Our forex strategists leaned with bullish USD sentiment this week, which was effective early on but ran into problems as traders likely took profits / reduced risk on USD longs ahead of the highly anticipated monthly U.S. employment update.
On Monday, EUR/USD was back at the top of the watchlist with expectations of the U.S. likely to flex its muscles with their upcoming employment updates, and until the market significantly moved to upside to break the downtrend we leaned bearish on EUR/USD for the time being.
The inverted head-and-shoulders pattern neckline was our area to watch for bearish patterns, which actually didn’t take to long to draw in sellers on Monday, possibly on the continued expectations of another rate hike from the Fed overshadowing everything else.
This actually took the market to our target area around 1.0500, well before U.S. jobs data was even released, and for those who did play those big bearish candles on Monday at the broken neckline, it’s likely you saw a positive outcome if your risk management plan included taking profits at the target area.
USD/CHF caught our attention on Tuesday after Switzerland’s consumer prices update came in below expectations (-0.1% vs. 0.0% forecast). This supports the “no further hikes” argument for the Swiss National Bank, an outlook that is likely to draw in more sellers than buyers on the Swiss franc.
With that perspective and our broadly long USD bias, we leaned bullish on USD/CHF, and discussed several behavior patterns that may signal a long trigger, including an upside break of the consolidation pattern, as well as a break-and-retest pattern.
Since that post, the Greenback actually broke to the upside and sustained trade above the falling trendline for a day. USD sentiment then reversed, potentially on a lower-than-expected U.S. ADP private payrolls update, and/or profit taking on USD longs ahead of the Friday government jobs report.
Whatever the case may be, USD/CHF continued lower through the week despite net positive jobs updates leading into the Friday NFP report, which showed that the U.S.’ employment situation still remains very strong.
Overall, it’s likely this strategy discussion did not yield a net positive outcome, but with proper risk management, it’s very likely the outcome wasn’t very negative either as USD/CHF price action was kept in a tight range this week.
After a less-hawkish-than-expected monetary policy statement from the Reserve Bank of New Zealand, we were scoping out NZD/USD as the pair broke below a rising ‘lows’ trendline on the one hour chart.
Market expectations were for the fast approaching U.S. ADP and ISM services PMI reports to come in weaker, and we noted the possibility of short covering (profit taking) , which when both combined, could bring the market higher to the rising trendline once again.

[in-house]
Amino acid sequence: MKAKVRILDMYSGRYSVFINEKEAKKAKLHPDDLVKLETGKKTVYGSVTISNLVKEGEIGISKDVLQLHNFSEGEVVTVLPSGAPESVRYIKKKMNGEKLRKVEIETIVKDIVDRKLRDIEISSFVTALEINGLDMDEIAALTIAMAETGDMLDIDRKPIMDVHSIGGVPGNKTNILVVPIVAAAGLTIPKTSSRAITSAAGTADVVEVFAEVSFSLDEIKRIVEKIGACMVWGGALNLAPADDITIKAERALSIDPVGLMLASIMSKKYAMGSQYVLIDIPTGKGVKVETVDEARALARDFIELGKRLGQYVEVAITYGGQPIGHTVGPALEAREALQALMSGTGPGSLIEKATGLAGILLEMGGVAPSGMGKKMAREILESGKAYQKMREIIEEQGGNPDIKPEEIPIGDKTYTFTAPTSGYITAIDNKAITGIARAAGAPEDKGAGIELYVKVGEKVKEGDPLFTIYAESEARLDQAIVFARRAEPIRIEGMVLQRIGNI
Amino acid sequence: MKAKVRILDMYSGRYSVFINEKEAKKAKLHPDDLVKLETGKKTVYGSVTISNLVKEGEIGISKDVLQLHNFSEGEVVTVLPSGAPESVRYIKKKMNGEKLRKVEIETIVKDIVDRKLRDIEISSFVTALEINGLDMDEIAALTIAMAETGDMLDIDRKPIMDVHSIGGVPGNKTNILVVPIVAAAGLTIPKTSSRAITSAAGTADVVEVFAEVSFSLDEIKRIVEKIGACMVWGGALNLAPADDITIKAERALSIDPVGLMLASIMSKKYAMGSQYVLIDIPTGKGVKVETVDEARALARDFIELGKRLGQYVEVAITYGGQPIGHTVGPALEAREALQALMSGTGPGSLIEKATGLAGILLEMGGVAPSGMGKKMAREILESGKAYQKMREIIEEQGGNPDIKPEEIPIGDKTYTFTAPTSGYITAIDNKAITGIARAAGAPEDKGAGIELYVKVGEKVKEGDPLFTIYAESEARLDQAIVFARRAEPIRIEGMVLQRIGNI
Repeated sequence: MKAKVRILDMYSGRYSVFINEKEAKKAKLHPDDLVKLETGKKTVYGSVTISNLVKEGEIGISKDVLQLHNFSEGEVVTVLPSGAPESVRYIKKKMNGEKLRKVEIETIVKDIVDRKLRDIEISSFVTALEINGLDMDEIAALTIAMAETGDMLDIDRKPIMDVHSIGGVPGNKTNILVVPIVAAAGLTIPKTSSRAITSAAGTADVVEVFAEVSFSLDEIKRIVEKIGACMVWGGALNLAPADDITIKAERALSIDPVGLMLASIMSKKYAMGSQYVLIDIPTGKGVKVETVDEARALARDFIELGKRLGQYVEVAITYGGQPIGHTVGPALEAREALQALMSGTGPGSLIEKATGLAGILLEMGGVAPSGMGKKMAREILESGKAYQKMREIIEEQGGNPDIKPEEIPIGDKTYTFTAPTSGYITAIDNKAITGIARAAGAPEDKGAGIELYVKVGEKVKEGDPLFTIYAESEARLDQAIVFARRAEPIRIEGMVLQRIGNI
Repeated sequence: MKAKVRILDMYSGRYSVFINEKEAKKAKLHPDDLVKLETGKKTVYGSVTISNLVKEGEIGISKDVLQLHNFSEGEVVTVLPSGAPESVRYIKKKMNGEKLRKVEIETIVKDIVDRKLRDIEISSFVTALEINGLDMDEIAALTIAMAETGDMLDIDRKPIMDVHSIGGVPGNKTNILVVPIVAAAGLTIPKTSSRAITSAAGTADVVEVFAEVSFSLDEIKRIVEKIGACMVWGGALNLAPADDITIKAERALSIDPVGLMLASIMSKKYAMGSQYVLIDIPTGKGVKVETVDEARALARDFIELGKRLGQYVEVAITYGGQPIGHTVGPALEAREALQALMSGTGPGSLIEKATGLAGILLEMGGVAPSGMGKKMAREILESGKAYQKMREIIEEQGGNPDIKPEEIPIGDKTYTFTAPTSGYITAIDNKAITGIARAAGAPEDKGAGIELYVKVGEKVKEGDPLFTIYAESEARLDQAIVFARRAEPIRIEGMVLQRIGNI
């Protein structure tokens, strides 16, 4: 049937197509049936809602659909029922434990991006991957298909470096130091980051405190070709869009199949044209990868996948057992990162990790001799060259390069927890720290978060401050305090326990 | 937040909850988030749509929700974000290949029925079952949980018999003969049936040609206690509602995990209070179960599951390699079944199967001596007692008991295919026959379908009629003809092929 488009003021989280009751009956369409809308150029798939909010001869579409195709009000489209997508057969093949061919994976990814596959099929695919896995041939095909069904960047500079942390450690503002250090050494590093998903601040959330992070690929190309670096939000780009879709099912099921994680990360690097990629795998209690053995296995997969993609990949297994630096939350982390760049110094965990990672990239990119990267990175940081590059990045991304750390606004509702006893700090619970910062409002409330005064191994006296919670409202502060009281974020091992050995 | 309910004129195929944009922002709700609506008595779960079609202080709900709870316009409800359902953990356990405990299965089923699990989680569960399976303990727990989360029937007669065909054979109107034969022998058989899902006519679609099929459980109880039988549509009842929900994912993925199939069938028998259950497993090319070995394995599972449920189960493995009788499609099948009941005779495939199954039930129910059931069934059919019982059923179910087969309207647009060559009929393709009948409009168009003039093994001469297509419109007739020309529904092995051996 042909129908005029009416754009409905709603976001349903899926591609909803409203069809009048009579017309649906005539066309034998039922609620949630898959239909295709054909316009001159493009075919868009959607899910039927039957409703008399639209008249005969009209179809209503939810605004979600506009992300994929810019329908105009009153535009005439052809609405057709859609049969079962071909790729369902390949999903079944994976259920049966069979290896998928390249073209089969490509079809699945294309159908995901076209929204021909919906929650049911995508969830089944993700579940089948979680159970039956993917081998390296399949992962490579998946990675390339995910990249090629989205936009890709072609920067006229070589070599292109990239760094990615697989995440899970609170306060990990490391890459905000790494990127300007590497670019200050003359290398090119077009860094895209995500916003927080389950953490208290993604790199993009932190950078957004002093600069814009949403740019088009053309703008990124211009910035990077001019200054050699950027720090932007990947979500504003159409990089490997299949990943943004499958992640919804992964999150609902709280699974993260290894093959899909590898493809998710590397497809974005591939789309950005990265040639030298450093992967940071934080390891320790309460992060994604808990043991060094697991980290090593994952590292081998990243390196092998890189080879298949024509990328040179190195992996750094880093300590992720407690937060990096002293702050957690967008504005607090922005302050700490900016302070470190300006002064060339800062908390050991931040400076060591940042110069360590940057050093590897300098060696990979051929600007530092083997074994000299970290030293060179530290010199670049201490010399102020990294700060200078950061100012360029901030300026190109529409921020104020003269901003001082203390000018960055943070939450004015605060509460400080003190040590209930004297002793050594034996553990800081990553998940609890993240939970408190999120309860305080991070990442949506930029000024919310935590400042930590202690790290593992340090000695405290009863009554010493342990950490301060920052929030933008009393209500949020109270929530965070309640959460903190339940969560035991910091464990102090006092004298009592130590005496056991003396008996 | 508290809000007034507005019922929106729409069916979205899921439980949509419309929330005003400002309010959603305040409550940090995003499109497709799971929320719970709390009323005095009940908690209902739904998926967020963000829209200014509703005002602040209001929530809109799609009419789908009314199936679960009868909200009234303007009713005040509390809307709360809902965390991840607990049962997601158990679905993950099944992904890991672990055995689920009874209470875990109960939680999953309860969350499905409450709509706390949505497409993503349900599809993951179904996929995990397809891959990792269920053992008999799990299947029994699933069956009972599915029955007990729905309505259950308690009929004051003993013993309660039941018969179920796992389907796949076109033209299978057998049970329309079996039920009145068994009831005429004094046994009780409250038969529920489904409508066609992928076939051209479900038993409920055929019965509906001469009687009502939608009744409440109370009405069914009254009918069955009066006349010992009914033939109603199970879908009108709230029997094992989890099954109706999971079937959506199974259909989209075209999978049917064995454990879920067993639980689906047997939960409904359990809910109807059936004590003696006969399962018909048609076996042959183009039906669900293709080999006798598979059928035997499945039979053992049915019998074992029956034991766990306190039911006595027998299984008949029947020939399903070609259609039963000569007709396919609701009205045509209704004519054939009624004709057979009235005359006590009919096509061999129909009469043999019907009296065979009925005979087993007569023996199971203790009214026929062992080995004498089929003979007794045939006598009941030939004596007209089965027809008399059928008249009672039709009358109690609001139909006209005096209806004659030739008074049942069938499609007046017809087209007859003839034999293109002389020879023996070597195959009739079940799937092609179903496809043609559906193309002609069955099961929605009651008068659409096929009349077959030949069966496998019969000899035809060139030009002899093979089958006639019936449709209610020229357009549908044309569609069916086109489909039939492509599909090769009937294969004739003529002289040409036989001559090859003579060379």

We leaned bearish on the pair at the time, and our trigger to potentially play the pairs downtrend was if bearish reversal patterns played out at the trendline, that could spark a new downtrend move.
Well, as mentioned above, the Greenback did see a pullback this week (likely on USD long profit taking / rising “soft landing” speculation), which took the pair to the rising trendline and beyond.
There were bearish patterns at the moving averages above the trendline and if taken as a short trigger, the outcome was likely negative as the pair continued higher through the rest of the week.
On Thursday, we saw that German and French economic updates didn’t spark euro bullish vibes, and with the chart still in downtrend mode, we discussed several strategies for EUR/USD fundamental bears. But we also noted that if downside momentum didn’t pick up before Friday’s NFP event, best practice was to stay on the sidelines to avoid event risk.
Well, the bearish momentum never formed on EUR/USD after our discussion, and with NFP fast approaching, our bearish bias was invalidated to avoid unknown event volatility / outcome.
The U.S. employment situation update for September came in pretty strong, with the net jobs change data coming in well above expectations (including an upwardly revised August number). This headline sparked the initial USD rally, but when traders saw the lower-than-expected wage growth and unemployment rate numbers, sentiment quickly shifted.
It’s likely this was enough to prompt traders to reprice a “soft landing” / “peak Fed rate hike cycle” outlook, which mean anti-USD and pro-risk reaction heading into the weekend.
Overall, there was no trigger for a short position, so no negative or positive outcome if risk managed around our discussed strategy / outlook.
This content is strictly for informational purposes only and does not constitute as investment advice. Trading any financial market involves risk. Please read our Risk Disclosure to make sure you understand the risks involved.
Play of the Day Recaps: October 2 – 6, 2023 appeared first at: Source